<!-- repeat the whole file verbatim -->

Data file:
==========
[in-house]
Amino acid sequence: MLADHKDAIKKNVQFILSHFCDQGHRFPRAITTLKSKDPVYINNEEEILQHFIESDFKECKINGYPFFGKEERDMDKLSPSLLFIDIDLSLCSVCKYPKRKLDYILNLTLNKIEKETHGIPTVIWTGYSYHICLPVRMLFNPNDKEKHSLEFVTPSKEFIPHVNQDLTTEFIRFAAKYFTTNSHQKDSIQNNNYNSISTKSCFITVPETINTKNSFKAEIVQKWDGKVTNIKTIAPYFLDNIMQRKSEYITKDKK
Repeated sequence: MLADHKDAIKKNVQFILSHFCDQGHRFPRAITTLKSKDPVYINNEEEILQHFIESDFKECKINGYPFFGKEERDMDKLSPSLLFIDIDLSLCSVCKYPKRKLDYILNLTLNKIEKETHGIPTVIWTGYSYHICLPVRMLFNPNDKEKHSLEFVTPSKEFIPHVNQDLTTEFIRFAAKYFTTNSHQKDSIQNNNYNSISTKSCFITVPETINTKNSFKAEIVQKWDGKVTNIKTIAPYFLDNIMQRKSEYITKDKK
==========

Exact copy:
[in-house]
Amino acid sequence: MLADHKDAIKKNVQFILSHFCDQGHRFPRAITTLKSKDPVYINNEEEILQHFIESDFKECKINGYPFFGKEERDMDKLSPSLLFIDIDLSLCSVCKYPKRKLDYILNLTLNKIEKETHGIPTVIWTGYSYHICLPVRMLFNPNDKEKHSLEFVTPSKEFIPHVNQDLTTEFIRFAAKYFTTNSHQKDSIQNNNYNSISTKSCFITVPETINTKNSFKAEIVQKWDGKVTNIKTIAPYFLDNIMQRKSEYITKDKK
Repeated sequence: MLADHKDAIKKNVQFILSHFCDQGHRFPRAITTLKSKDPVYINNEEEILQHFIESDFKECKINGYPFFGKEERDMDKLSPSLLFIDIDLSLCSVCKYPKRKLDYILNLTLNKIEKETHGIPTVIWTGYSYHICLPVRMLFNPNDKEKHSLEFVTPSKEFIPHVNQDLTTEFIRFAAKYFTTNSHQKDSIQNNNYNSISTKSCFITVPETINTKNSFKAEIVQKWDGKVTNIKTIAPYFLDNIMQRKSEYITKDKK